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dc.contributor.authorHoffman, Stephenen_US
dc.date.accessioned2018-09-11T21:38:32Z
dc.date.available2018-09-11T21:38:32Z
dc.date.issued2013-02
dc.identifier.citationStephen Hoffman, Is Torture Justified in Terrorism Cases?: Comparing U.S. and European Views, 33 N. Ill. U. L. Rev. 379 (2013).en_US
dc.identifier.issn0734-1490
dc.identifier.urihttps://commons.lib.niu.edu/handle/10843/18504
dc.description.abstractPopular opinion regarding torture has changed significantly in the wake of 9/11 and subsequent terrorist attacks, with people in affected countries generally becoming more accepting of it as an interrogation tactic. This increase is especially notable where the torture of a few can save the lives of many, particularly where there is little time to pursue other, less-invasive means of interrogation—the so-called “ticking bomb” scenario. This Article discusses three key ethical theories of torture and compares the legal status of torture in the United States and the European Union, concluding that circumstances may require its use when necessary to save many lives.en_US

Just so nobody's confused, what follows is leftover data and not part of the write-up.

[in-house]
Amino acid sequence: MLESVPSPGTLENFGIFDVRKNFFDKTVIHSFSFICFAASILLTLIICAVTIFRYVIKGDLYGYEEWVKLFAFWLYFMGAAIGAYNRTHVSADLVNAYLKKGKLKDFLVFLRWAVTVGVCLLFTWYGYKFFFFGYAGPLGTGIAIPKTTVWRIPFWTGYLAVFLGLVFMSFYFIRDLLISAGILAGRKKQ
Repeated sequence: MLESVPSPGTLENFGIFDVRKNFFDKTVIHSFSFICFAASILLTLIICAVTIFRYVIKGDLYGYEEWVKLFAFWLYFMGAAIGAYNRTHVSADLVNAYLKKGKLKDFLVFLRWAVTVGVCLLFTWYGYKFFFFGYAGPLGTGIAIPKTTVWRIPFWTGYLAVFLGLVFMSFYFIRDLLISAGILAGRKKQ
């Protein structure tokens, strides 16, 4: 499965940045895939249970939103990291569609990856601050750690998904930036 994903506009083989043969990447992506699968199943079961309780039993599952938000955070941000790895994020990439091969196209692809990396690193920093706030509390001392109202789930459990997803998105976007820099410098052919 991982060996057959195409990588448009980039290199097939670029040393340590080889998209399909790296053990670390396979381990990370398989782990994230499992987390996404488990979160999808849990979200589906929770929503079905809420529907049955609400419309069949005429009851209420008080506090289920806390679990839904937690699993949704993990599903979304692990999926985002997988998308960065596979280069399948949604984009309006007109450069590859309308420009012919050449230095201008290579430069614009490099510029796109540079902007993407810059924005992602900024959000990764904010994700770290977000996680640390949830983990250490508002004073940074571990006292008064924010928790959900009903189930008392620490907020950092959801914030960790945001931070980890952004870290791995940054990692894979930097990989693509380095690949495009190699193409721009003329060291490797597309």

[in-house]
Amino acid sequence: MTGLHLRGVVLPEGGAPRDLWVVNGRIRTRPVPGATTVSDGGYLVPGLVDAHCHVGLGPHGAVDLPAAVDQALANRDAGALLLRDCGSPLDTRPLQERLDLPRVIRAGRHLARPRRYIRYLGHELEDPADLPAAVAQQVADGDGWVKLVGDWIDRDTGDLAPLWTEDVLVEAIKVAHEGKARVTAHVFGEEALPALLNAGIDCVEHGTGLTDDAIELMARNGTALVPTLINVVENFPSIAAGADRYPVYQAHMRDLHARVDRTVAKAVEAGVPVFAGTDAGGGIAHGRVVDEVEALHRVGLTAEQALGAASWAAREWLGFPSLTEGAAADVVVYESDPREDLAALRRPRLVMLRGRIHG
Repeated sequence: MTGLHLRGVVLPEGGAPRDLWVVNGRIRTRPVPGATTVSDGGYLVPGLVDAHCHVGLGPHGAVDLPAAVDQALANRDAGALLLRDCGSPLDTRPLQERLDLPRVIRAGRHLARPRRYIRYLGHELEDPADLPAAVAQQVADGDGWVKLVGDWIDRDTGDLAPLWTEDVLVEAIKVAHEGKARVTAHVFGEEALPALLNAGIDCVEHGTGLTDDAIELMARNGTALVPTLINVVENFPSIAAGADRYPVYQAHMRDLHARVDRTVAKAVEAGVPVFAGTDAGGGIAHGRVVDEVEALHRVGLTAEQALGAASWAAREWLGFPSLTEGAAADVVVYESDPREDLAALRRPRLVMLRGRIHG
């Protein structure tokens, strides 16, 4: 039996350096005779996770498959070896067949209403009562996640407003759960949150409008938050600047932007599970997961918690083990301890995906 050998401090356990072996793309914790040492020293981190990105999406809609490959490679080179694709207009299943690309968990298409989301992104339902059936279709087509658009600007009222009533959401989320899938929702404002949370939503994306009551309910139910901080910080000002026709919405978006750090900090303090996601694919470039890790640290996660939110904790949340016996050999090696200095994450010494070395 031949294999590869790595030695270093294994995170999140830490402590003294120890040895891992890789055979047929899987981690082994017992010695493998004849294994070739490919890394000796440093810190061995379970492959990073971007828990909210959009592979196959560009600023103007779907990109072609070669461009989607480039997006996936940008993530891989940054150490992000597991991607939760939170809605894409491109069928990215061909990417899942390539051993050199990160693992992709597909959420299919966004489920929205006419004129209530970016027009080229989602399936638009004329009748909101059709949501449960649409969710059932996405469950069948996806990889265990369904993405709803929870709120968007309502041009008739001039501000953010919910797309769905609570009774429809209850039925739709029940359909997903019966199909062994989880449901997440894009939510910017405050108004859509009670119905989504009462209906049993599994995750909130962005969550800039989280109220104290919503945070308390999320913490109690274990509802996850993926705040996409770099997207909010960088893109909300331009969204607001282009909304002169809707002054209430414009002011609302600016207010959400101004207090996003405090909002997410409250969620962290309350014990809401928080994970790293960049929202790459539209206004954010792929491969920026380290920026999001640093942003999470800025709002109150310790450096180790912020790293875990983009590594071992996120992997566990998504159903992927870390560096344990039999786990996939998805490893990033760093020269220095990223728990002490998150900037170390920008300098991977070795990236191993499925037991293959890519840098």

dc.language.isoen_USen_US
dc.publisherNorthern Illinois University Law Reviewen_US
dc.titleIs Torture Justified in Terrorism Cases?: Comparing U.S. and European Viewsen_US
dc.type.genreArticleen_US
dc.typeTexten_US
dc.contributor.departmentOtheren_US


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